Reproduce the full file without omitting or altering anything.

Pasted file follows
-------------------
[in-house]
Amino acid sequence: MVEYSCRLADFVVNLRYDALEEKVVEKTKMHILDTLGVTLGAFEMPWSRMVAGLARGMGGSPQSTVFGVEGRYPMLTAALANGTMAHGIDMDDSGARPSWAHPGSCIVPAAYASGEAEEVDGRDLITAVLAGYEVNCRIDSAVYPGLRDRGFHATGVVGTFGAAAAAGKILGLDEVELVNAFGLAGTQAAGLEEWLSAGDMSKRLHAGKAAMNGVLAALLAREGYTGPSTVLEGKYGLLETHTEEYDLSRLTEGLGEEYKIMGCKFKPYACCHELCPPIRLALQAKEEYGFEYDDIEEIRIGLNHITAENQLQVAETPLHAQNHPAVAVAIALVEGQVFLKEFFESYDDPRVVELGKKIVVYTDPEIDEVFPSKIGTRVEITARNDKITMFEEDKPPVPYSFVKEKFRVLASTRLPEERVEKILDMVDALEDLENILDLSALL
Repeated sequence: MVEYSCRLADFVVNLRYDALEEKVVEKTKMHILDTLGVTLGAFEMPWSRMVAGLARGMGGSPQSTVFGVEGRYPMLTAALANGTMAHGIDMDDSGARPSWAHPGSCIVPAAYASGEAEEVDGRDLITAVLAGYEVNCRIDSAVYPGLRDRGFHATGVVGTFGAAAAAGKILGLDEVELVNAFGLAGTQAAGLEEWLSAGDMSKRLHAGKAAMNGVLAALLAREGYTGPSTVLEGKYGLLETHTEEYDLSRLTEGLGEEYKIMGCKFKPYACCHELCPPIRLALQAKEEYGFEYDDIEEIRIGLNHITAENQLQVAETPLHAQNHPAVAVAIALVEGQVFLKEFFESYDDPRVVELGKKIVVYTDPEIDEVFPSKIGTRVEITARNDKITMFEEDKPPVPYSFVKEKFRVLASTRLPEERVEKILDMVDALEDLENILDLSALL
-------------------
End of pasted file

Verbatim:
[in-house]
Amino acid sequence: MVEYSCRLADFVVNLRYDALEEKVVEKTKMHILDTLGVTLGAFEMPWSRMVAGLARGMGGSPQSTVFGVEGRYPMLTAALANGTMAHGIDMDDSGARPSWAHPGSCIVPAAYASGEAEEVDGRDLITAVLAGYEVNCRIDSAVYPGLRDRGFHATGVVGTFGAAAAAGKILGLDEVELVNAFGLAGTQAAGLEEWLSAGDMSKRLHAGKAAMNGVLAALLAREGYTGPSTVLEGKYGLLETHTEEYDLSRLTEGLGEEYKIMGCKFKPYACCHELCPPIRLALQAKEEYGFEYDDIEEIRIGLNHITAENQLQVAETPLHAQNHPAVAVAIALVEGQVFLKEFFESYDDPRVVELGKKIVVYTDPEIDEVFPSKIGTRVEITARNDKITMFEEDKPPVPYSFVKEKFRVLASTRLPEERVEKILDMVDALEDLENILDLSALL
Repeated sequence: MVEYSCRLADFVVNLRYDALEEKVVEKTKMHILDTLGVTLGAFEMPWSRMVAGLARGMGGSPQSTVFGVEGRYPMLTAALANGTMAHGIDMDDSGARPSWAHPGSCIVPAAYASGEAEEVDGRDLITAVLAGYEVNCRIDSAVYPGLRDRGFHATGVVGTFGAAAAAGKILGLDEVELVNAFGLAGTQAAGLEEWLSAGDMSKRLHAGKAAMNGVLAALLAREGYTGPSTVLEGKYGLLETHTEEYDLSRLTEGLGEEYKIMGCKFKPYACCHELCPPIRLALQAKEEYGFEYDDIEEIRIGLNHITAENQLQVAETPLHAQNHPAVAVAIALVEGQVFLKEFFESYDDPRVVELGKKIVVYTDPEIDEVFPSKIGTRVEITARNDKITMFEEDKPPVPYSFVKEKFRVLASTRLPEERVEKILDMVDALEDLENILDLSALL